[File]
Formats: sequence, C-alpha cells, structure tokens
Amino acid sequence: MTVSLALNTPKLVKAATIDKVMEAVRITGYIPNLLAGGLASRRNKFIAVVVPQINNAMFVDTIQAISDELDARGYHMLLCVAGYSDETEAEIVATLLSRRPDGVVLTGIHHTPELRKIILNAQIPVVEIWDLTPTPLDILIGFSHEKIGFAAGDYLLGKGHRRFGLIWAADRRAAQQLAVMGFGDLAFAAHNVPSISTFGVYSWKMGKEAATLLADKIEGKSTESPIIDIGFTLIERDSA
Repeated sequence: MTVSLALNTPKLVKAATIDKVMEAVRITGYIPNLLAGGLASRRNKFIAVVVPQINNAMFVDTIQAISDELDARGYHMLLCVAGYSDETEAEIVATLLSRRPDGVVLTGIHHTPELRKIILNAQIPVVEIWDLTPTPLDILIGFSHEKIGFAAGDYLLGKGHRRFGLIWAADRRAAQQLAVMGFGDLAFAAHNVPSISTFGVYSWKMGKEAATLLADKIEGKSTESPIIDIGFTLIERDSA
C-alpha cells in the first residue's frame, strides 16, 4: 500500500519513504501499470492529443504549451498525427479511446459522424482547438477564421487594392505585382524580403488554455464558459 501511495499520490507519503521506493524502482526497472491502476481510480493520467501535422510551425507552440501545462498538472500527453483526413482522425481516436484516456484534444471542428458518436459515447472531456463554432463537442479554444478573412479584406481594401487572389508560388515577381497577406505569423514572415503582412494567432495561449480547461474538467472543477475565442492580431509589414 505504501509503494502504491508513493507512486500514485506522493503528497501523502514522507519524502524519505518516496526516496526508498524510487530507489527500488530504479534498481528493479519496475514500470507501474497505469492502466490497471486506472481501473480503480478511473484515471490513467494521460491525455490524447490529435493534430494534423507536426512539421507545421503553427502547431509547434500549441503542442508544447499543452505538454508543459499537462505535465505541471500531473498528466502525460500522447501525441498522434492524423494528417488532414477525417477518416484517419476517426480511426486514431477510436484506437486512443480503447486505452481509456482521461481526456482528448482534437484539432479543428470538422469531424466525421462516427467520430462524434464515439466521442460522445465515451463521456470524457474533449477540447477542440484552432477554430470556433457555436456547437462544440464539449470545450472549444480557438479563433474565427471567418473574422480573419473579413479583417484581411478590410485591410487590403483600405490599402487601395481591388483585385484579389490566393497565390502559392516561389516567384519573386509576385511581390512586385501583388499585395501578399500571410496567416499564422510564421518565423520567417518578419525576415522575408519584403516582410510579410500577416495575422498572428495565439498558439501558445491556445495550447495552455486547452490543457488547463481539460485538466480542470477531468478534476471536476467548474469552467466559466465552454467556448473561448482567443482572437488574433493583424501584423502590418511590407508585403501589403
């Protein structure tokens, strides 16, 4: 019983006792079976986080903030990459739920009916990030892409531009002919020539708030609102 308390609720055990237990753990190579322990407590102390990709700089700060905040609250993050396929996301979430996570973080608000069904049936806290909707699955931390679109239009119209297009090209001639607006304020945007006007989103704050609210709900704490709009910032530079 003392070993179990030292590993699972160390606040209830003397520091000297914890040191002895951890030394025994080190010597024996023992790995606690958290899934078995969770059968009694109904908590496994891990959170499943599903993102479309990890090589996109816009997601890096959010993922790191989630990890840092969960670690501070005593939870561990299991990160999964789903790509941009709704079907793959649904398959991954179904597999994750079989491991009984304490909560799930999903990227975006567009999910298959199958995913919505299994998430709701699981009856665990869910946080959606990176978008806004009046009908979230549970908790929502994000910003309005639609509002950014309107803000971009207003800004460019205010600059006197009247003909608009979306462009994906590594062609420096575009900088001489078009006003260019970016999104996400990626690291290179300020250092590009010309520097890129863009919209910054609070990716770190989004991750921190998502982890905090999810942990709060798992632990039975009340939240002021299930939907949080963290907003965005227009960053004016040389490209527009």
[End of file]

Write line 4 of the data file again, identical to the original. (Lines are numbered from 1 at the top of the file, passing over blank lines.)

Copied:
C-alpha cells in the first residue's frame, strides 16, 4: 500500500519513504501499470492529443504549451498525427479511446459522424482547438477564421487594392505585382524580403488554455464558459 501511495499520490507519503521506493524502482526497472491502476481510480493520467501535422510551425507552440501545462498538472500527453483526413482522425481516436484516456484534444471542428458518436459515447472531456463554432463537442479554444478573412479584406481594401487572389508560388515577381497577406505569423514572415503582412494567432495561449480547461474538467472543477475565442492580431509589414 505504501509503494502504491508513493507512486500514485506522493503528497501523502514522507519524502524519505518516496526516496526508498524510487530507489527500488530504479534498481528493479519496475514500470507501474497505469492502466490497471486506472481501473480503480478511473484515471490513467494521460491525455490524447490529435493534430494534423507536426512539421507545421503553427502547431509547434500549441503542442508544447499543452505538454508543459499537462505535465505541471500531473498528466502525460500522447501525441498522434492524423494528417488532414477525417477518416484517419476517426480511426486514431477510436484506437486512443480503447486505452481509456482521461481526456482528448482534437484539432479543428470538422469531424466525421462516427467520430462524434464515439466521442460522445465515451463521456470524457474533449477540447477542440484552432477554430470556433457555436456547437462544440464539449470545450472549444480557438479563433474565427471567418473574422480573419473579413479583417484581411478590410485591410487590403483600405490599402487601395481591388483585385484579389490566393497565390502559392516561389516567384519573386509576385511581390512586385501583388499585395501578399500571410496567416499564422510564421518565423520567417518578419525576415522575408519584403516582410510579410500577416495575422498572428495565439498558439501558445491556445495550447495552455486547452490543457488547463481539460485538466480542470477531468478534476471536476467548474469552467466559466465552454467556448473561448482567443482572437488574433493583424501584423502590418511590407508585403501589403